Take Action and Assert Your Rights! – Sharing Our Experiences at the Canadian Embassy

Jan 6, 2024

This article serves as a follow-up to the Canadian Embassy story we reported in April 2023

Securing Rights at Last

In mid-December, a union member employed at the Canadian Embassy received an ‘Employment Insurance Certificate’ from the Shinagawa Public Employment Security Office. Issued on December 12, 2023, the certificate confirmed eligibility dating back over two years, aligning with the member’s start at the Embassy. This was referred to as ‘retroactive enrollment,’ and the accompanying ‘Notice of Confirmation of Eligibility, etc.’ indicated it was issued ‘ex officio.’

This emphasizes that due to the Embassy’s failure to promptly adhere to the Public Employment Security Office’s instructions for enrollment, the Security Office exercised its authority to enroll the member in unemployment insurance. They have now secured this right and are in the process of completing their application for childcare leave benefits that accompany this entitlement.

Taking Direct Initiative at the Public Employment Security Office

The Embassy continually refused both the union and the member’s requests for employment insurance enrollment and collective bargaining, stating, “We will follow Japanese Law, but we will decide what to do on our own terms.”

In collaboration with the union, the member (a foreign national – but hired as local staff, i.e., non-diplomatic staff) began preparing the necessary documents for submission and visited the employment security office independently, as only the individual can complete such a procedure. Their eligibility was confirmed, leading to the aforementioned securing of their rights. The union member took action alongside the union despite the Embassy’s constant refusals to win their rights.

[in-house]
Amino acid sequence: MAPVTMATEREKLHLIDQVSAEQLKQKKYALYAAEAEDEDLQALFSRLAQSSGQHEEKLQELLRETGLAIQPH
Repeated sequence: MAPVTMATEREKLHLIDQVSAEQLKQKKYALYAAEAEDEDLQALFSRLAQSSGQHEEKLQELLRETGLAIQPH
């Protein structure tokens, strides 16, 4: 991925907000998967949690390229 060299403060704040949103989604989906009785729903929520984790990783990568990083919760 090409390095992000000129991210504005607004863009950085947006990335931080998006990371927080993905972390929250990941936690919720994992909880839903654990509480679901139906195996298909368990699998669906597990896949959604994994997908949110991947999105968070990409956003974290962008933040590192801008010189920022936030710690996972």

Significant Changes in the Workplace

The enrollment of this union member in employment insurance isn’t solely an individual matter. It signifies the recognition by the Japanese government of the Canadian Embassy as an “employment insurance-covered workplace.” Consequently, in accordance with the Employment Insurance Act, all locally hired workers at the Canadian Embassy working 20-plus weekly hours will be enrolled in the Employment Insurance system. All eligible employees will be retroactively enrolled, and the Embassy will receive a bill for their Employment Insurance premiums. The efforts of this single union member are transforming the entire workplace.

Moving Towards Collective Bargaining

The Public Insurance Security Office’s decision definitely challenges the Embassy’s assertion that they aren’t obliged to adhere to Japanese law and, therefore, not obligated to engage in collective bargaining. In the near future, we will meet with representatives of the Canadian Embassy at the Osaka Prefectural Labour Commission. As before, we will continue to assert that “foreign embassies are also obligated to comply with the Trade Union Act in regard to locally hired staff.”